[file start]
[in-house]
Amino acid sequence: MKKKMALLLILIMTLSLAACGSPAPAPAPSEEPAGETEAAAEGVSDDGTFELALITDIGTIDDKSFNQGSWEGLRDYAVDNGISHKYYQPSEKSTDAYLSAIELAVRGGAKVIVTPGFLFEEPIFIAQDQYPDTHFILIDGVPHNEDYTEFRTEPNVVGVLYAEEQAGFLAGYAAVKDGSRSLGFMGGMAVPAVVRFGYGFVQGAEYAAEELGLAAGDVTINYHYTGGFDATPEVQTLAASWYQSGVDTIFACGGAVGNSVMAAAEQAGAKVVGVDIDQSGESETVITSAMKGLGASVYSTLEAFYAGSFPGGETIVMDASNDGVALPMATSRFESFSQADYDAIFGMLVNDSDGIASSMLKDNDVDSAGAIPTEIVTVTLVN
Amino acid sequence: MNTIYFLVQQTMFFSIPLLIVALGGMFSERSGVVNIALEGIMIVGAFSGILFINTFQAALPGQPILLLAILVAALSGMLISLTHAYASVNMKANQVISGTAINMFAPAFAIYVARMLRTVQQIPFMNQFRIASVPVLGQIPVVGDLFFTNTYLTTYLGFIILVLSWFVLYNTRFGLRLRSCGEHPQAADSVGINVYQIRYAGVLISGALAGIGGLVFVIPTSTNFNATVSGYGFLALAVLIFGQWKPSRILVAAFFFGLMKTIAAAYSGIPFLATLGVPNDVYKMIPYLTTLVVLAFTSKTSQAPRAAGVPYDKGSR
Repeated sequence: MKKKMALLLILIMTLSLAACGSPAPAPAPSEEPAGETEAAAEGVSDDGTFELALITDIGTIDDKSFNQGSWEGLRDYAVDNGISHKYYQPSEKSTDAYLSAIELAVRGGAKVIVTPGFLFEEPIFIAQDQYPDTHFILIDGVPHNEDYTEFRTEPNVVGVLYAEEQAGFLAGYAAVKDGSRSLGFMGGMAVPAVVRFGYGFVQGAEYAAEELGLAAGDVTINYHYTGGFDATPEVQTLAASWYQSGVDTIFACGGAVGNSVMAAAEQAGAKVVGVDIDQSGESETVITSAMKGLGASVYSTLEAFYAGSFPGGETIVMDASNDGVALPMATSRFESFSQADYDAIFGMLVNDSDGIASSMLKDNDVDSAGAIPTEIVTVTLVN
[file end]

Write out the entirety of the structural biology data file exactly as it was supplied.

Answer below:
[in-house]
Amino acid sequence: MKKKMALLLILIMTLSLAACGSPAPAPAPSEEPAGETEAAAEGVSDDGTFELALITDIGTIDDKSFNQGSWEGLRDYAVDNGISHKYYQPSEKSTDAYLSAIELAVRGGAKVIVTPGFLFEEPIFIAQDQYPDTHFILIDGVPHNEDYTEFRTEPNVVGVLYAEEQAGFLAGYAAVKDGSRSLGFMGGMAVPAVVRFGYGFVQGAEYAAEELGLAAGDVTINYHYTGGFDATPEVQTLAASWYQSGVDTIFACGGAVGNSVMAAAEQAGAKVVGVDIDQSGESETVITSAMKGLGASVYSTLEAFYAGSFPGGETIVMDASNDGVALPMATSRFESFSQADYDAIFGMLVNDSDGIASSMLKDNDVDSAGAIPTEIVTVTLVN
Amino acid sequence: MNTIYFLVQQTMFFSIPLLIVALGGMFSERSGVVNIALEGIMIVGAFSGILFINTFQAALPGQPILLLAILVAALSGMLISLTHAYASVNMKANQVISGTAINMFAPAFAIYVARMLRTVQQIPFMNQFRIASVPVLGQIPVVGDLFFTNTYLTTYLGFIILVLSWFVLYNTRFGLRLRSCGEHPQAADSVGINVYQIRYAGVLISGALAGIGGLVFVIPTSTNFNATVSGYGFLALAVLIFGQWKPSRILVAAFFFGLMKTIAAAYSGIPFLATLGVPNDVYKMIPYLTTLVVLAFTSKTSQAPRAAGVPYDKGSR
Repeated sequence: MKKKMALLLILIMTLSLAACGSPAPAPAPSEEPAGETEAAAEGVSDDGTFELALITDIGTIDDKSFNQGSWEGLRDYAVDNGISHKYYQPSEKSTDAYLSAIELAVRGGAKVIVTPGFLFEEPIFIAQDQYPDTHFILIDGVPHNEDYTEFRTEPNVVGVLYAEEQAGFLAGYAAVKDGSRSLGFMGGMAVPAVVRFGYGFVQGAEYAAEELGLAAGDVTINYHYTGGFDATPEVQTLAASWYQSGVDTIFACGGAVGNSVMAAAEQAGAKVVGVDIDQSGESETVITSAMKGLGASVYSTLEAFYAGSFPGGETIVMDASNDGVALPMATSRFESFSQADYDAIFGMLVNDSDGIASSMLKDNDVDSAGAIPTEIVTVTLVN